The ultra-rich Indians and foreign investors continue to be significant contributors to India’s realty sector’s growth. A report by Knight Frank highlights that about 29% of India’s ultra-high-net-worth individuals – UHNWIs purchased a residential property in 2021. The report also shows that the foreign capital flow into Indian real estate jumped over three-fold to USD 23.9 Billion during the 2017-21 period as compared to the previous five years which is a quite promising sign.
A Reuters poll conducted recently reflected a quick rise in house prices in the coming months as the nation recovers strongly. Homebuyers are constantly stepping ahead to invest in their dream homes owing to the factors like well-being, future security, comfort, and higher ROI. Additionally, pandemic-led trends such as the hybrid work model and homeschooling have increased demand for bigger customisations across locations including tier-2,3 cities.
Mukul Bansal, Director, Motia Group said, “There has been a significant shift witnessed in attention to tier-2 and tier-3 cities, places offering huge potential with relatively affordable pricing as compared to metros. Tech-enabled smart homes, extra rooms, modern kitchenettes, safety features, dedicated study rooms, gym, balcony are now important features of the buyers’ checklist. Owing to ample options available, green environment, affordability, Chandigarh has emerged as one of the most preferred options amongst homebuyers.”
Talking about residential real estate sector becoming the most preferred investment choice of buyers and investors, Santosh Agarwal, CFO and Executive Director, Alpha Corp said, “This sector carries huge benefits and opportunities such as stability, future security, assured returns etc, and is now attracting homebuyers who are planning for a secured future and hassle-free living. The opportunities for real estate development in tier II cities are huge. Today, these locations enjoy upgraded transport facilities, metro networks, as well as business and job opportunities. Additionally, affordability, infrastructure development, better loan rates, connectivity and rising business opportunities are also pushing the homebuyers towards these emerging locations. Going forward, investment in real estate assets in emerging locations will be highly rewarding for homebuyers and investors in these highly balanced markets, for a stable future.”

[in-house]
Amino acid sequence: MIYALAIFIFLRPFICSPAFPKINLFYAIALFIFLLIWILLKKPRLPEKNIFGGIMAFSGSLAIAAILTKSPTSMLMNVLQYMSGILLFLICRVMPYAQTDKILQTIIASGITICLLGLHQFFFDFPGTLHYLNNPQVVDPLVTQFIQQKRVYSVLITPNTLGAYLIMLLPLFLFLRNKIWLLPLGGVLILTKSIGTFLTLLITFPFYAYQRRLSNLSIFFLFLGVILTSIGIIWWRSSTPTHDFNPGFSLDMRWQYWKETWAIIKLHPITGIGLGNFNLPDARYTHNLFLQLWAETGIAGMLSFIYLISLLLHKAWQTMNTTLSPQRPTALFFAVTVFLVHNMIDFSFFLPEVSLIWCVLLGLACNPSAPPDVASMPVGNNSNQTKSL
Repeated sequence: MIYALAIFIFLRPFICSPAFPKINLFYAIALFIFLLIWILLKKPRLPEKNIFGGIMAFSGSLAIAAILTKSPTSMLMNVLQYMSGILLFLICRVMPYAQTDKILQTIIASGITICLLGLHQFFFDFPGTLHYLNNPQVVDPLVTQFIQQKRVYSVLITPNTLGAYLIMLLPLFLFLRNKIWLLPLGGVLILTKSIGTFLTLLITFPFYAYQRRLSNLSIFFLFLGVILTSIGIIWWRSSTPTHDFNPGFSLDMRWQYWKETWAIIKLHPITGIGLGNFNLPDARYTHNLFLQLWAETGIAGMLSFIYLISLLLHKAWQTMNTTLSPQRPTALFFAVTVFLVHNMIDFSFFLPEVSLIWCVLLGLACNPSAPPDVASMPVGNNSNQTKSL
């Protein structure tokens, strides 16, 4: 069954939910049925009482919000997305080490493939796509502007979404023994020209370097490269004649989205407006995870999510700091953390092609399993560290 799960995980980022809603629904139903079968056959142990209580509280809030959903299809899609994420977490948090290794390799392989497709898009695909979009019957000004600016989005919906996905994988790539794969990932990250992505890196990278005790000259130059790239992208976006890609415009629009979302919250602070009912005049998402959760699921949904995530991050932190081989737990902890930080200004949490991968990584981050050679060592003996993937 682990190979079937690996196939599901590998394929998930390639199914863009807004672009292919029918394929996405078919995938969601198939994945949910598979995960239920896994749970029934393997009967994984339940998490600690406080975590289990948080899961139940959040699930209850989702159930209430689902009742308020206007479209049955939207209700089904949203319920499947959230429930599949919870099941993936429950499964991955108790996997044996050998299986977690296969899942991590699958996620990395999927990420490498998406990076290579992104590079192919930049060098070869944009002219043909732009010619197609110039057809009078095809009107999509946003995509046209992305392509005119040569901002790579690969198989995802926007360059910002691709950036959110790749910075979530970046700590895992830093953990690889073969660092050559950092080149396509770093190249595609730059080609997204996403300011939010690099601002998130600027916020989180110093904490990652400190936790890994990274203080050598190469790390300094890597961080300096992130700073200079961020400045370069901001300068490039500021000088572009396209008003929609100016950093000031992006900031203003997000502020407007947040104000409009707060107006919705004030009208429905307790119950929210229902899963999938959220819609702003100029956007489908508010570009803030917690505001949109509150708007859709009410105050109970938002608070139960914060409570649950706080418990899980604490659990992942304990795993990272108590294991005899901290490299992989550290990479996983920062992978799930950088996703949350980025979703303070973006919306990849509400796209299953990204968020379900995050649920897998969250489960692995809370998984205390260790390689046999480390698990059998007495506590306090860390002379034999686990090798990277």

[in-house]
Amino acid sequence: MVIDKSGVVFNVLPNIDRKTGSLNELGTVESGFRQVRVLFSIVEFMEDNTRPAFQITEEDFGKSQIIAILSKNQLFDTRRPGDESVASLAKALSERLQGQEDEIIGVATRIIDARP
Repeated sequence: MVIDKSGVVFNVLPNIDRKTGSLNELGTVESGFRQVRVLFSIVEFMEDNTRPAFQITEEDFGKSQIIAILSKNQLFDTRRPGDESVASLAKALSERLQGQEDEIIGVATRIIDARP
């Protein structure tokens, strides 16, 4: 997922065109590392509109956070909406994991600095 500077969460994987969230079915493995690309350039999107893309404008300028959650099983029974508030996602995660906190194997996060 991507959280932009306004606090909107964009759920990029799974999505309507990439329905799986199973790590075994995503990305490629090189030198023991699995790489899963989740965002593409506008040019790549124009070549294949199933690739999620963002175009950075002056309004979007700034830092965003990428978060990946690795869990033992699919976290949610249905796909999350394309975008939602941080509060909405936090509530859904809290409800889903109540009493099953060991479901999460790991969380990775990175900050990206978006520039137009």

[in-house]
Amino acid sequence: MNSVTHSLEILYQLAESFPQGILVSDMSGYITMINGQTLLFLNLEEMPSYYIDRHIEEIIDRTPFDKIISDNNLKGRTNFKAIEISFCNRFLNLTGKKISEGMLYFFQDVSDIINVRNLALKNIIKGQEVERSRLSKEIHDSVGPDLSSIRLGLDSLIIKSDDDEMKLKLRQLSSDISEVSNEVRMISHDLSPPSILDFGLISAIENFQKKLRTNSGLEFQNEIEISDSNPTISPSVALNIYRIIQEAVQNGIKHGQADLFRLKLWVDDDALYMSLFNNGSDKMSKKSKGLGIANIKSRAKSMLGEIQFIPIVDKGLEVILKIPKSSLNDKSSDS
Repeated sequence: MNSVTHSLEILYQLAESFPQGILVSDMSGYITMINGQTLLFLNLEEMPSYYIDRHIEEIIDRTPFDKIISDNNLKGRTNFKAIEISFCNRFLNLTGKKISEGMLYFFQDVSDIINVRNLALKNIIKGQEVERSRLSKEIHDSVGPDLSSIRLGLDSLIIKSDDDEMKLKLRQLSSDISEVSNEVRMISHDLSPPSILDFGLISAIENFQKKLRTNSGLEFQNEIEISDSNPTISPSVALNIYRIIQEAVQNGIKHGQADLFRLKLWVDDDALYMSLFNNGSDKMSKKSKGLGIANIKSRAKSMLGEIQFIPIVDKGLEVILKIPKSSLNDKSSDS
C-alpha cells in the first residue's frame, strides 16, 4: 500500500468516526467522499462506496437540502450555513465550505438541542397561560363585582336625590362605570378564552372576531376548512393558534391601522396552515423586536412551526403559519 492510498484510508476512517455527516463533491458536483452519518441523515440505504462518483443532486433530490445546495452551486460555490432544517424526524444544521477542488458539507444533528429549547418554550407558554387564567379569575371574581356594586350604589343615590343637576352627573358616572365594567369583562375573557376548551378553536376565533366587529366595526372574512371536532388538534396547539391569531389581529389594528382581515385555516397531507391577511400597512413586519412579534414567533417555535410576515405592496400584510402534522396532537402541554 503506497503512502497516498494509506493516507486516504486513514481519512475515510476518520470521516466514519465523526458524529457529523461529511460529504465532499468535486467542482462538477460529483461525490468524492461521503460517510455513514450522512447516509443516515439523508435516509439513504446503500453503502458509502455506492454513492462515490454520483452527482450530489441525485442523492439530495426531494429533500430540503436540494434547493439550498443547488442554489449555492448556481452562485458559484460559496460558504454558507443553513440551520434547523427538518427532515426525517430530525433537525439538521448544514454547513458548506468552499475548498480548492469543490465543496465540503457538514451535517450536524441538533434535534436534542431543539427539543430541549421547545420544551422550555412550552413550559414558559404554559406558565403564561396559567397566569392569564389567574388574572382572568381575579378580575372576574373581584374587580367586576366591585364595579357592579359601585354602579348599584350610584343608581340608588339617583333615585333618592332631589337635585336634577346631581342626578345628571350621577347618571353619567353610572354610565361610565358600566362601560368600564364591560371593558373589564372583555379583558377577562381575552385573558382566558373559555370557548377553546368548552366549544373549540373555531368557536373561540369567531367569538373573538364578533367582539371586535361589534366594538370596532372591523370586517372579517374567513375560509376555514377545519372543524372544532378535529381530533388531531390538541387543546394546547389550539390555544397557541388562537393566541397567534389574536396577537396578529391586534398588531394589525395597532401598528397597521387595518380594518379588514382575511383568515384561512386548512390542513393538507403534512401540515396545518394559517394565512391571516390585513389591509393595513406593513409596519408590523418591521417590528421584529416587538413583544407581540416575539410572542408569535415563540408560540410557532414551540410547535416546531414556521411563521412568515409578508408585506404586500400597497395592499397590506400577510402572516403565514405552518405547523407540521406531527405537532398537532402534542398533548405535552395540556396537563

With COVID fear withering away, companies have started to bring back their workforce to offices. According to an industry report, gross absorption in office space is expected to touch 45-47 Million sq. ft. in 2022, a growth of about 13-14% from 2021.
Abhishek Pandey, Vice President-Customer Engagement and Distribution, Viridian RED said, “The Grade A office space is witnessing healthy growth over the last couple of quarters. Leasing activity is set to increase with rising demand from tech firms, BFSI, manufacturing, startups, and boutique firms. Amidst rising prices, the companies are now changing their approach to flexible office spaces and the inclination is widely due to the benefits these spaces entail like shorter tenures, low capital investment, facility management, security, and low maintenance. Today, there is a strong entrepreneurship wave in the country, and infrastructure upgrades, technology advancements, and ease of doing business have positioned India as a global startup leader. This growth has led to a domino effect and the demand for flexible office spaces is on a monumental rise.”
The trend is widely reflected in industry reports and as per JLL, the current market share of flexible workspaces in total office space stands at 3% and this is expected to go up to 4.2% by 2023.
The sudden attraction, experts say, is fuelled by rising disposable income, a shifting mindset towards concrete investments, and the increasing influx of high-net-worth individuals into the property space.
The opportunities in the Indian real estate sector are massive and NITI Aayog expects that the realty sector will reach a market size of USD 1 Trillion by 2030 and will account for 13% of India’s GDP by 2025.